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Why are molecules such as allolactose (for lac repressor) or 2,3-BPG (for haemoglobin) used for allosteric regulation rather than the actual molecules involved in biochemical pathways, such as lactose and 1,3-BPG? The formation of such "extra" regulators requires energy – what is the advantage of such organisation?

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    $\begingroup$ You might be interested in this. $\endgroup$ – another 'Homo sapien' Jan 5 '17 at 12:12
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    $\begingroup$ @Metroplex Thank you! This is a great article. The argument makes sense for allolactose but I don't see how a similar one would work for 2,3-BPG or 2,6-biphosphofructose (regulating phosphofructokinase and fructose 2,6-biphosphatase). $\endgroup$ – GingerBadger Jan 8 '17 at 9:26
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It's an interesting question, and there are a lot of potential explanations.

I can at least hypothesize a little bit for the case of 2,3-BPG and 1,3-BPG. I think the key point is that it's not obvious to me why sensing the 1,3-BPG concentration would be useful. This concentration actually has to be maintained in a pretty tight range for glycolysis to function (note that the entire lower portion of glycolysis is very close to thermodynamic equilibrium). The reason that I think 2,3-DPG is a useful regulatory molecule is precisely because its levels can be regulated independently of the function of glycolysis. The activity of the enzymes in the 1,3-BPG -> 2,3-BPG -> 3PG shunt can controlled independently of the control of normal glycolysis and can be regulated by whatever physiological parameter you want 2,3-DPG concentration to represent.

One other thing to note is that typical red blood cell concentrations of 2,3-BPG are actually many orders of magnitude higher than 1,3-BPG. The very low concentrations of 1,3-BPG are a necessary consequence of the thermodynamics of glycolysis as mentnioned above -- if 1,3-BPG concentrations are too high, the GAPDH reaction will become unfavorable. Thus it may be that the typical concentration of 1,3-BPG is too low to be an effective regulator of anything (because it would have to bind very strongly). But I think this is a less important point than asking the question of "what does the concentration of my regulator represent".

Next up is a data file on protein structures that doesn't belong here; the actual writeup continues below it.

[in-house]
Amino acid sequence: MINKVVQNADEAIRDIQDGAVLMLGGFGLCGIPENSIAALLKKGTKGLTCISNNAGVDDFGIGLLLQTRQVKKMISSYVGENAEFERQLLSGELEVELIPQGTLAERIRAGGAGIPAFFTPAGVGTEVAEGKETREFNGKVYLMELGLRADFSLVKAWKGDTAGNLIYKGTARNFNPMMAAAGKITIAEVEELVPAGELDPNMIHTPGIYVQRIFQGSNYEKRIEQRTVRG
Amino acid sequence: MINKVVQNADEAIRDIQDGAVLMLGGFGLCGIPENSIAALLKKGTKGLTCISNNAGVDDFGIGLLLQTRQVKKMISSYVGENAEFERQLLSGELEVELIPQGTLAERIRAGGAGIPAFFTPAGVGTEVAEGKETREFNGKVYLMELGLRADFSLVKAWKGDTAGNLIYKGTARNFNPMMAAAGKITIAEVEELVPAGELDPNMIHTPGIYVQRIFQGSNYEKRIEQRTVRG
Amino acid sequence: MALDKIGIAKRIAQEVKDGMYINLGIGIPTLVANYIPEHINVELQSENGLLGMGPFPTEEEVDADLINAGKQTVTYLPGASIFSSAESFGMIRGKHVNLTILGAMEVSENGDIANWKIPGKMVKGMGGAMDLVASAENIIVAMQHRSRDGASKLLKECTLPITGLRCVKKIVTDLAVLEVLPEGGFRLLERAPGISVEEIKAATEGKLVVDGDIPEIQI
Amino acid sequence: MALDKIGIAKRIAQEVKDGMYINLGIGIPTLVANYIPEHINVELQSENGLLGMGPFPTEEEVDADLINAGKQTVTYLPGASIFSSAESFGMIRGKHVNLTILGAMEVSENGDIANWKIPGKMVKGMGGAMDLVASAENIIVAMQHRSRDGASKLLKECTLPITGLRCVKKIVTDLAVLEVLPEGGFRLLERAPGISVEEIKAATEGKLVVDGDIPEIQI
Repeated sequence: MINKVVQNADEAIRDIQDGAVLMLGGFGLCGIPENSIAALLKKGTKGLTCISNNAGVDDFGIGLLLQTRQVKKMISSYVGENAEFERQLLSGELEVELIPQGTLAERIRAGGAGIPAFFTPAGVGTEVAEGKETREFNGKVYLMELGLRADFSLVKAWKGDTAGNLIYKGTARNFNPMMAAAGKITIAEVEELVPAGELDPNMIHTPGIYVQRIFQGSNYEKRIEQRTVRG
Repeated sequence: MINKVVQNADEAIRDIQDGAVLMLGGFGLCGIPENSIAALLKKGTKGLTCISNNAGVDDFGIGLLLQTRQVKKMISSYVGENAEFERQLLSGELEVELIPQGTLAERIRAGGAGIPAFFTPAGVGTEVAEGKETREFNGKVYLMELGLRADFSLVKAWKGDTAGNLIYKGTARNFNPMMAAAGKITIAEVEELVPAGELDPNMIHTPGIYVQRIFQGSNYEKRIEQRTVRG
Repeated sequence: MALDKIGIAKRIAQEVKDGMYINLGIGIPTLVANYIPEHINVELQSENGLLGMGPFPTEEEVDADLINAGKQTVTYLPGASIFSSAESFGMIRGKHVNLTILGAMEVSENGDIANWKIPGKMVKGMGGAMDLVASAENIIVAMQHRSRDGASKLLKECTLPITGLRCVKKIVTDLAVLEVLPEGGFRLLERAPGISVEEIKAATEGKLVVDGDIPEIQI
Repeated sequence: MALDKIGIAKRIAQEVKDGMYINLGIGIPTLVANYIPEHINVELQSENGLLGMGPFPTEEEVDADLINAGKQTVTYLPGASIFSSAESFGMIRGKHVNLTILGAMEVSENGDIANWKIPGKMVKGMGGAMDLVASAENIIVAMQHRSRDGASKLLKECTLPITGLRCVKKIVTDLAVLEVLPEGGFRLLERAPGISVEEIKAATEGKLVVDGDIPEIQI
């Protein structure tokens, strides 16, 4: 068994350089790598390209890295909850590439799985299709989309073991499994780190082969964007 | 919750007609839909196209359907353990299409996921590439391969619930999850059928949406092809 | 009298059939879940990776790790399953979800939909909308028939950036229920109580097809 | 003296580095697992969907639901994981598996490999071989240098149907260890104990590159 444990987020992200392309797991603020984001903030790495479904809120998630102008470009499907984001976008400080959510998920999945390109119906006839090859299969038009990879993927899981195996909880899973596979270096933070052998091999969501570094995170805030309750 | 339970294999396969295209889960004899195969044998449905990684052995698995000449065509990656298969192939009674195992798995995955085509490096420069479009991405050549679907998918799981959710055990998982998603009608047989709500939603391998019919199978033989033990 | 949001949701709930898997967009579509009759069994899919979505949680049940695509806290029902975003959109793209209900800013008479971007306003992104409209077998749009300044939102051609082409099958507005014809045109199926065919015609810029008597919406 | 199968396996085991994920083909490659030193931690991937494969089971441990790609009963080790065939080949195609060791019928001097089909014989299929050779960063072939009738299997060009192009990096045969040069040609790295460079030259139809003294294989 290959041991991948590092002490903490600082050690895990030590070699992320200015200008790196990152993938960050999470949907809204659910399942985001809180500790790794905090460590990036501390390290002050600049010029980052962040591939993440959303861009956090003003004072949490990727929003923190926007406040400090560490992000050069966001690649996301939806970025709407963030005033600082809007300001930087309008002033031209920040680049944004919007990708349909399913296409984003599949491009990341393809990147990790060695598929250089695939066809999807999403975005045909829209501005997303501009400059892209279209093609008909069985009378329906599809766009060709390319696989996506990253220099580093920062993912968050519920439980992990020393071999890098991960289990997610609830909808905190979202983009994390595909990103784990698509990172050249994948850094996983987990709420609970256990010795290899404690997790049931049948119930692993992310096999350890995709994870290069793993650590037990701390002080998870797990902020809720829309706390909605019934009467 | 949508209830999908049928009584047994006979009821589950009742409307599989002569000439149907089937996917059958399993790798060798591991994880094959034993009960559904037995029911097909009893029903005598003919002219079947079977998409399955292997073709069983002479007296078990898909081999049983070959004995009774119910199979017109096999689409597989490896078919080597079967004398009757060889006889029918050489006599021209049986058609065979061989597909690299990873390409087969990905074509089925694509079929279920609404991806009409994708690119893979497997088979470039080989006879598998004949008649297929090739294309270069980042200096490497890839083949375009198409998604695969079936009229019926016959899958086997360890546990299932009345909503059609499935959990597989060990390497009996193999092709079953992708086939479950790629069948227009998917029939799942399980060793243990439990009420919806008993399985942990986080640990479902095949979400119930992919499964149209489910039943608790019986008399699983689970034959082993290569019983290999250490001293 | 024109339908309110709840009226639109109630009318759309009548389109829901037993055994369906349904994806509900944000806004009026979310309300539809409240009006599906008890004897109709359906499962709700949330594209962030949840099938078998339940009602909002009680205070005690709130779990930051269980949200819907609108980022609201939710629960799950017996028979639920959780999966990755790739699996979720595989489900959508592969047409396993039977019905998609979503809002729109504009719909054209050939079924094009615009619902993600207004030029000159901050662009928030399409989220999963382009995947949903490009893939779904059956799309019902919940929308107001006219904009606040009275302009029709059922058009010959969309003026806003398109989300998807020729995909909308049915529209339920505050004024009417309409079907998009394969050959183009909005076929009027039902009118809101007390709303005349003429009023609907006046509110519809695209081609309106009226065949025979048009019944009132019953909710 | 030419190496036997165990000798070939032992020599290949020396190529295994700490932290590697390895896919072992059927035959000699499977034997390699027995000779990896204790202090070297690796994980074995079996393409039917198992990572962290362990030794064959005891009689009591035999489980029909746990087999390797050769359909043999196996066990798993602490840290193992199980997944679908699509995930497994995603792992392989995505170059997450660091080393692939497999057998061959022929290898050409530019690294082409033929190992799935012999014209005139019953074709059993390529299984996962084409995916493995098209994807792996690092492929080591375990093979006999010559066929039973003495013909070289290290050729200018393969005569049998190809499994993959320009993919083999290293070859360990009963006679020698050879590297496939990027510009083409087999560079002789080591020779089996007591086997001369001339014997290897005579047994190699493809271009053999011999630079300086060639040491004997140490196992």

There may be biochemical reasons at work in other cases -- for instance, some molecules may just bind better to the protein that you want to regulate, and that's why they're chosen by evolution. I think this is a case when it will be hard to come up with a blanket explanation -- it's better to look at each case, consider what signal biology is trying to measure, and look at the relevant constraints.

I don't know the answer for 1,6-FBP and 2,6-FBP, and note that in other species, 1,6-FBP does appear to be the major regulatory molecule. You could argue that by having 2,6-FBP be the regulator, there are more enzymes whose activity you can control and thus somehow you have more fine-tuned regulation </hand waving>.

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  • $\begingroup$ Thank you! It's all much clearer to me now, and the argument about 2,3-BPG is very interesting. $\endgroup$ – GingerBadger Jan 10 '17 at 6:18

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